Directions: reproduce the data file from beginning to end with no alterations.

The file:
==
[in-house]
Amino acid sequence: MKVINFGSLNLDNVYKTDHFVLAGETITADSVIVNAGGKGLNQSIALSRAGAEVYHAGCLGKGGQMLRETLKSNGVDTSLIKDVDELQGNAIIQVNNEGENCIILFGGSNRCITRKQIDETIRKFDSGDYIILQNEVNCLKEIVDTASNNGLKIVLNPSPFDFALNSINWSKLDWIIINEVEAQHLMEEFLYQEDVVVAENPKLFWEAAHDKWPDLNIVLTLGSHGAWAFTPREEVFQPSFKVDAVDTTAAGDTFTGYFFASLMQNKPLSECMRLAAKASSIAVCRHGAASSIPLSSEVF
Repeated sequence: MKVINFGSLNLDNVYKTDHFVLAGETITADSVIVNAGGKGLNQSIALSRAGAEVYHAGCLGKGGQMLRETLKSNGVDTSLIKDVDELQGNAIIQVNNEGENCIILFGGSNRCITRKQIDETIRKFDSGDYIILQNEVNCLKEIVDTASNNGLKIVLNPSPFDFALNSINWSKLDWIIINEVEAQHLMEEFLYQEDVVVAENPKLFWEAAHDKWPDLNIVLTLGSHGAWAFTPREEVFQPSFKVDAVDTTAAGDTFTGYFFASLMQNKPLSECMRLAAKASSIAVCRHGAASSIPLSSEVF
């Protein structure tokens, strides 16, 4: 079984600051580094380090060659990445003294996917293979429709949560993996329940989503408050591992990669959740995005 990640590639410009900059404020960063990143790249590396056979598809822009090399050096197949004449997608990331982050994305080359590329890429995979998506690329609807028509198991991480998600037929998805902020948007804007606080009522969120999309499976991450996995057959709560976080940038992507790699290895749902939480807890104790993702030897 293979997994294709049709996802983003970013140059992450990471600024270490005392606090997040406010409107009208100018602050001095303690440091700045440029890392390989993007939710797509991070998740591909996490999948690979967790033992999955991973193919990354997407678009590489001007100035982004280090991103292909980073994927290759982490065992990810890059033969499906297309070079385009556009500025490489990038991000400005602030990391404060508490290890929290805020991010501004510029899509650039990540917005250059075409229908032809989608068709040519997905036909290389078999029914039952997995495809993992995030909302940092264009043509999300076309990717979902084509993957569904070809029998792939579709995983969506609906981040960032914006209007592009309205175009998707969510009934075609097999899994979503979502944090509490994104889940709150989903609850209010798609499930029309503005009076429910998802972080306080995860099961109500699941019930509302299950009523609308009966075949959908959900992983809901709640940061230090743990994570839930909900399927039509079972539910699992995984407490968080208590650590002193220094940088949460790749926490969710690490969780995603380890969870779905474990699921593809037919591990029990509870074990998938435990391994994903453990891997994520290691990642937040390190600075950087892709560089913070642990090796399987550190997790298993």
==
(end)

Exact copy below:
[in-house]
Amino acid sequence: MKVINFGSLNLDNVYKTDHFVLAGETITADSVIVNAGGKGLNQSIALSRAGAEVYHAGCLGKGGQMLRETLKSNGVDTSLIKDVDELQGNAIIQVNNEGENCIILFGGSNRCITRKQIDETIRKFDSGDYIILQNEVNCLKEIVDTASNNGLKIVLNPSPFDFALNSINWSKLDWIIINEVEAQHLMEEFLYQEDVVVAENPKLFWEAAHDKWPDLNIVLTLGSHGAWAFTPREEVFQPSFKVDAVDTTAAGDTFTGYFFASLMQNKPLSECMRLAAKASSIAVCRHGAASSIPLSSEVF
Repeated sequence: MKVINFGSLNLDNVYKTDHFVLAGETITADSVIVNAGGKGLNQSIALSRAGAEVYHAGCLGKGGQMLRETLKSNGVDTSLIKDVDELQGNAIIQVNNEGENCIILFGGSNRCITRKQIDETIRKFDSGDYIILQNEVNCLKEIVDTASNNGLKIVLNPSPFDFALNSINWSKLDWIIINEVEAQHLMEEFLYQEDVVVAENPKLFWEAAHDKWPDLNIVLTLGSHGAWAFTPREEVFQPSFKVDAVDTTAAGDTFTGYFFASLMQNKPLSECMRLAAKASSIAVCRHGAASSIPLSSEVF
């Protein structure tokens, strides 16, 4: 079984600051580094380090060659990445003294996917293979429709949560993996329940989503408050591992990669959740995005 990640590639410009900059404020960063990143790249590396056979598809822009090399050096197949004449997608990331982050994305080359590329890429995979998506690329609807028509198991991480998600037929998805902020948007804007606080009522969120999309499976991450996995057959709560976080940038992507790699290895749902939480807890104790993702030897 293979997994294709049709996802983003970013140059992450990471600024270490005392606090997040406010409107009208100018602050001095303690440091700045440029890392390989993007939710797509991070998740591909996490999948690979967790033992999955991973193919990354997407678009590489001007100035982004280090991103292909980073994927290759982490065992990810890059033969499906297309070079385009556009500025490489990038991000400005602030990391404060508490290890929290805020991010501004510029899509650039990540917005250059075409229908032809989608068709040519997905036909290389078999029914039952997995495809993992995030909302940092264009043509999300076309990717979902084509993957569904070809029998792939579709995983969506609906981040960032914006209007592009309205175009998707969510009934075609097999899994979503979502944090509490994104889940709150989903609850209010798609499930029309503005009076429910998802972080306080995860099961109500699941019930509302299950009523609308009966075949959908959900992983809901709640940061230090743990994570839930909900399927039509079972539910699992995984407490968080208590650590002193220094940088949460790749926490969710690490969780995603380890969870779905474990699921593809037919591990029990509870074990998938435990391994994903453990891997994520290691990642937040390190600075950087892709560089913070642990090796399987550190997790298993």